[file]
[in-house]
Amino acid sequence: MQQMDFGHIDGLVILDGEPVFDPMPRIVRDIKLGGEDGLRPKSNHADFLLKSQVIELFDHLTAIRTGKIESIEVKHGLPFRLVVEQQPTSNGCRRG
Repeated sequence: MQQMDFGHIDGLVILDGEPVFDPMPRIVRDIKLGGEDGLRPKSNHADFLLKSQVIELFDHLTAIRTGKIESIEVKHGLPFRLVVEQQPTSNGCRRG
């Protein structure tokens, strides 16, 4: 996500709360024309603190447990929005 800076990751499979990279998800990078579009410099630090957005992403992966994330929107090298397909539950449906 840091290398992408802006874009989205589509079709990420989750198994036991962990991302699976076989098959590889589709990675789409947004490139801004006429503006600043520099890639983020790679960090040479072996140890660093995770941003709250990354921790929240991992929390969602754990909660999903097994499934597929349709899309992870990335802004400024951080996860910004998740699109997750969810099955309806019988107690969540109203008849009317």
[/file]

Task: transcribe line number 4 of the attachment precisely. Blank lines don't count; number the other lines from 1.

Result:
């Protein structure tokens, strides 16, 4: 996500709360024309603190447990929005 800076990751499979990279998800990078579009410099630090957005992403992966994330929107090298397909539950449906 840091290398992408802006874009989205589509079709990420989750198994036991962990991302699976076989098959590889589709990675789409947004490139801004006429503006600043520099890639983020790679960090040479072996140890660093995770941003709250990354921790929240991992929390969602754990909660999903097994499934597929349709899309992870990335802004400024951080996860910004998740699109997750969810099955309806019988107690969540109203008849009317």